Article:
LeGrande Ogden Cole, Jr. – Commander, United States Navy

Remains Returned November 3, 1988.

Name: LeGrande Ogden Cole, Jr.
Rank/Branch: O3/US Navy
Unit: Attack Squadron 15, USS Intrepid (CVS-11)
Date of Birth: 21 January 1942 (Danbury CT)
Home City of Record: Danbury CT (resided Jacksonville FL)
Date of Loss: 30 June 1967
Country of Loss: North Vietnam
Loss Coordinates: 183800N 1054300E (WF755602)
Status (in 1973): Missing In Action
Category: 2
Aircraft/Vehicle/Ground: A4C
Other Personnel In Incident: (none missing)
Source: Compiled by Homecoming II Project with the assistance of one or more of the following: raw data from U.S. Government agency sources, correspondence with POW/MIA families, published sources, interviews.
Date Compiled: 15 March 1990
REMARKS: POSS DEAD IR 6918 5067 75


LeGrande Ogden Cole, Jr. entered the Naval Air Cadet Division Program at Pensacola in August, 1961, and received his wings at Corpus Christi in March, 1963. He completed 100 combat missions during his first tour of duty in Vietnam from the USS INTREPID and returned to the INTREPID for a second tour ofduty as a member of Attack Squadron 15.

On June 30, 1967, Commander Cole launched in his A4C Skyhawk attack aircraft as a member of a flight which was to execute an air strike on the thermal power plant at Vinh, North Vietnam. He was section leader of a four plane division of bomber aircraft. Cole initiated the attack with his wingman and encountered heavy opposition from anti-aircraft artillery. As they approached the target, Commander Cole called, “rolling in”, which was the last communication from him.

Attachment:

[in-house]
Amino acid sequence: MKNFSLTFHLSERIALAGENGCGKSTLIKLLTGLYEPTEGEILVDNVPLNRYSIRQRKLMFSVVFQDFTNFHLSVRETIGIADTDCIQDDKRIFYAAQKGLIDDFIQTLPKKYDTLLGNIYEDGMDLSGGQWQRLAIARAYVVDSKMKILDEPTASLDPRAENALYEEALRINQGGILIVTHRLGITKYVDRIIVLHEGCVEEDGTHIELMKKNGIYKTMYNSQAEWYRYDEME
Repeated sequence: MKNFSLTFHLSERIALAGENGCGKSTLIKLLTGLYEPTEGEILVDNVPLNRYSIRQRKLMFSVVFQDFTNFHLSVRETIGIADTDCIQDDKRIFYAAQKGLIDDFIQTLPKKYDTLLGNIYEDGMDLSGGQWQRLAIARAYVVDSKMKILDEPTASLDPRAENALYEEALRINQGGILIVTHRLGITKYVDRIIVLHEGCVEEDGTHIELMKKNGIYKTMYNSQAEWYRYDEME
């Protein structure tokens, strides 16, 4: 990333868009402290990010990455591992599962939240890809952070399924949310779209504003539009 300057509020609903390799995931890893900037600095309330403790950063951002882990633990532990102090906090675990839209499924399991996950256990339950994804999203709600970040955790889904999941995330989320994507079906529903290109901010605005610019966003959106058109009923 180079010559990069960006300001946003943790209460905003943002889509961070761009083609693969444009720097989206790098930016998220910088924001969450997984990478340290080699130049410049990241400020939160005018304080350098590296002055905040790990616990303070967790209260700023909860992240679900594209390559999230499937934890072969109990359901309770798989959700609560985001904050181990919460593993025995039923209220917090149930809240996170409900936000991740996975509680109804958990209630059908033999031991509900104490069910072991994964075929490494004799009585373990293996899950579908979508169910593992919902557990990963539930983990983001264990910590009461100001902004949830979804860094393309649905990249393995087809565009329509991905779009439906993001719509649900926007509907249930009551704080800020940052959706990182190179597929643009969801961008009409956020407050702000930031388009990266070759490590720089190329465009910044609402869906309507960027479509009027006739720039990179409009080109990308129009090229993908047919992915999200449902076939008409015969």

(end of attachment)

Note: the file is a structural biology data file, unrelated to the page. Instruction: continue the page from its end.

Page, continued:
Cole's wingman lost sight of him after their initial bombing run among the flak bursts which were all around the area. The wingman did report seeing an explosion far to the south of the target. He assumed that it was a stray bomb but later decided it must have been Cole's aircraft hitting the ground. Other witnesses observed a large fireball to the south of the target. It appeared larger than a bomb blast. Bomb assessment photographs of the target and vicinity were taken by an RF8A aircraft shortly after the attack. Examination of the photographs revealed no identifiable aircraft wreckage or indications of a survivor. Electronic reconnaissance of the area was maintained by A1 and A4aircraft until late afternoon on June 30. No emergency beacon or voicetransmissions were detected.

On July 1, 1967, a Radio Hanoi broadcast claimed that two U.S. aircraft had been shot down and the pilots captured. One was shot down over Thanh Hoa and the other over Vinh. Since none of the pilots were identified as Cole, his status was not changed from Missing In Action.

In 1975, information was received which possibly correlated to the loss of Cdr.Cole. This information concerned the sighting of a dead American pilot at approximately the same time and place that Cole was lost. The source's description of the body roughly fits that of Commander Cole.

Because Cole's plane went down in the vicinity of a heavy enemy force, therewas every reason to believe the Vietnamese can account for him – alive or dead.

In November 1988, remains were returned by the Vietnamese said to be those of Cdr. Cole. Positive identification was made by the Central Identification Laboratory and confirmed independently by Dr. Michael Charney. Commander Cole was buried at Arlington National Cemetery on May 5, 1989.

LeGrande Cole's family finally knows his fate, and no longer hang in the tortuous balance of uncertainty. Nearly 2500 other families cannot rest, however until they get answers. Tragically, thousands of reports have been received convincing many experts that there are still hundreds of Americans still alive in captivity in Southeast Asia. Cole was a prisoner every single day the Vietnamese refused to ship his body home. How many will die before we bring them home?

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